-Burger King: “Have It Your Way”
-Canon: “Image is Everything”
-Circuit City: “Just What You Needed”
-Citigroup: “Live Richly”
-DisneyLand: “The Happiest Place on Earth”
-Dow Corning: “We Help You Invent the Future”
-Lexus: “The Relentless Pursuit of Perfection”
-L’Oreal: “Because I’m Worth It”
-Nike: “Just Do It”
-Nintendo: “Born to Play”
-Pepsi: “The Choice of a New Generation”
-Reebok: “Life Is Short. Play Hard”
-Sharp: “Change Your T.V., Change Your Life”
-Spencer Gifts: “Life’s a Party—We’re Makin’ It Fun…”
-Sprint Nextel: “Yes You Can”
-Staples: “That Was Easy”
-Time Warner Cable: “The Power of You”
-T-Mobile: “Get More”
-Toyota: “Oh What a Feeling”
-Wal-Mart: “Pay Less, Live Better”
-Wendy’s: “Do What Tastes Right”
Questions to Consider:
1. Do you see any trends/common themes when looking at the slogans above?
2. What effect do these slogans have on people who consume a lot of media?
3. Look at the slogans individually—are there any that go against Scripture? Are there any that agree with the Bible?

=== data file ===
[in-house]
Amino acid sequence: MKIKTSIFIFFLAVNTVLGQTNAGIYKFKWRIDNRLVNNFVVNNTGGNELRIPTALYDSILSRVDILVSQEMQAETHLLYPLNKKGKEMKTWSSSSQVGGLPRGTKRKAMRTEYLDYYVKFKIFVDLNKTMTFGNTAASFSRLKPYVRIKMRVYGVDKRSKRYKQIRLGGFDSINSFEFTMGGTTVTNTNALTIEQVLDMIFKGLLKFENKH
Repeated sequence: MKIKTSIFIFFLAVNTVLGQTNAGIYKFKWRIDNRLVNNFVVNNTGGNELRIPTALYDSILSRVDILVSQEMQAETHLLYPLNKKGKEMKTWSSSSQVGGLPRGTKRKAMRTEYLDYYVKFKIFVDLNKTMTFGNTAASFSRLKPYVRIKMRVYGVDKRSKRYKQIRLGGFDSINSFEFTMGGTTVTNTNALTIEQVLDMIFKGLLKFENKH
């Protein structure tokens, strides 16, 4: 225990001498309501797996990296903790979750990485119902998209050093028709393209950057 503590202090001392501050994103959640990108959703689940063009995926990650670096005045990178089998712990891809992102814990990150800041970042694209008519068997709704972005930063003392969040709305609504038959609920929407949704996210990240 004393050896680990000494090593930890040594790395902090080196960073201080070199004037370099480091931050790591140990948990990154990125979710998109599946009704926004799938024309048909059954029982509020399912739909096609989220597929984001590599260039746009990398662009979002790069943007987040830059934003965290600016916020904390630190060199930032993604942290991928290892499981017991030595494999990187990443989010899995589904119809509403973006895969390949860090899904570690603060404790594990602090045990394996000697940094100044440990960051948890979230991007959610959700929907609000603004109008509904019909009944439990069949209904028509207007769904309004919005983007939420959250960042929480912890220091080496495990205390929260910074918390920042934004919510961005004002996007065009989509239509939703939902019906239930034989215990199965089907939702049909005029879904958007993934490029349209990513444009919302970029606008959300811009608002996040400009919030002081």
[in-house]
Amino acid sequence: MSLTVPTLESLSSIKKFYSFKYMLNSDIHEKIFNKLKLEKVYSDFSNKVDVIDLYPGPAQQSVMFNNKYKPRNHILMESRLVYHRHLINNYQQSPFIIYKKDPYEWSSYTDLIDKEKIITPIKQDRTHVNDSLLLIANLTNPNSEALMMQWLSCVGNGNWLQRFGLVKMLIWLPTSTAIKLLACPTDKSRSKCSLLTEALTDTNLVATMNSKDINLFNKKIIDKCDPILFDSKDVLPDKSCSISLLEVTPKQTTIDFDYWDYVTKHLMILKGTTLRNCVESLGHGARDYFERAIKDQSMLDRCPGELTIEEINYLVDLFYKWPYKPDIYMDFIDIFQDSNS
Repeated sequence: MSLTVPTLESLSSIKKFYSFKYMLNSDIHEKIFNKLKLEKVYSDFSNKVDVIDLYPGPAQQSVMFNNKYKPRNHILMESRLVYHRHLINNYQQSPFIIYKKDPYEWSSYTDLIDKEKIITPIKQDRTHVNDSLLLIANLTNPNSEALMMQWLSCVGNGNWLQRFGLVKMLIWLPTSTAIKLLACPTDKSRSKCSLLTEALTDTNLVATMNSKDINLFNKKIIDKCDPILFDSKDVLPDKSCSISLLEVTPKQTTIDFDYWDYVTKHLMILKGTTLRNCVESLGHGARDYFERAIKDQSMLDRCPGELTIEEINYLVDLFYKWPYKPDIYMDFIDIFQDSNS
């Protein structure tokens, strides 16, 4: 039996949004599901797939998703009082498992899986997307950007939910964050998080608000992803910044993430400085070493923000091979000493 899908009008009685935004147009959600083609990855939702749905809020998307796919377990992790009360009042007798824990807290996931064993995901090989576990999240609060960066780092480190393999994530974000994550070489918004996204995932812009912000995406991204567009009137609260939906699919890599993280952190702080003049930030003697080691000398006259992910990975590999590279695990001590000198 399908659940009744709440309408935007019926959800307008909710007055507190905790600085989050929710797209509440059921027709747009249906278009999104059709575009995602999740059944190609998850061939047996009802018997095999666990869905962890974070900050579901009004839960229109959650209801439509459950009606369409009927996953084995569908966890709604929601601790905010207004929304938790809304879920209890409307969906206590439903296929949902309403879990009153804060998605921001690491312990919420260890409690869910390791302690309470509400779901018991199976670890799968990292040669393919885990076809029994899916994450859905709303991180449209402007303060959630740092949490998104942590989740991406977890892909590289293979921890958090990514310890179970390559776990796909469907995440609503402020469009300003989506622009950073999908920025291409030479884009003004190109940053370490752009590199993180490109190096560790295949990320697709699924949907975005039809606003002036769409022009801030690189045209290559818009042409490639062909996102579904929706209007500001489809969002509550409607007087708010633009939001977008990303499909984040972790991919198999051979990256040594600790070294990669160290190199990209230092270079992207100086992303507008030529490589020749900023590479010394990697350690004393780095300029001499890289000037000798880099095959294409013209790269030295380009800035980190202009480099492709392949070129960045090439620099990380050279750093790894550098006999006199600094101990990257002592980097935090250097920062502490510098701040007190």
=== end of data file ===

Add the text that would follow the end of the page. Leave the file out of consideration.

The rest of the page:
4. Are there any slogans above that you agree with/live by? Are there any that you should? Are there any that you should not? Why or why not?
John 10:1-5 (NLT): “I tell you the truth, anyone who sneaks over the wall of a sheepfold, rather than going through the gate, must surely be a thief and a robber! But the one who enters through the gate is the shepherd of the sheep. The gatekeeper opens the gate for him, and the sheep recognize his voice and come to him. He calls his own sheep by name and leads them out. After he has gathered his own flock, he walks ahead of them, and they follow him because they know his voice. They won’t follow a stranger; they will run from him because they don’t know his voice.”
Part II: How To Make Wise Media Choices
Main Point VII. “Stop it already! So what exactly should I be watching and how much?”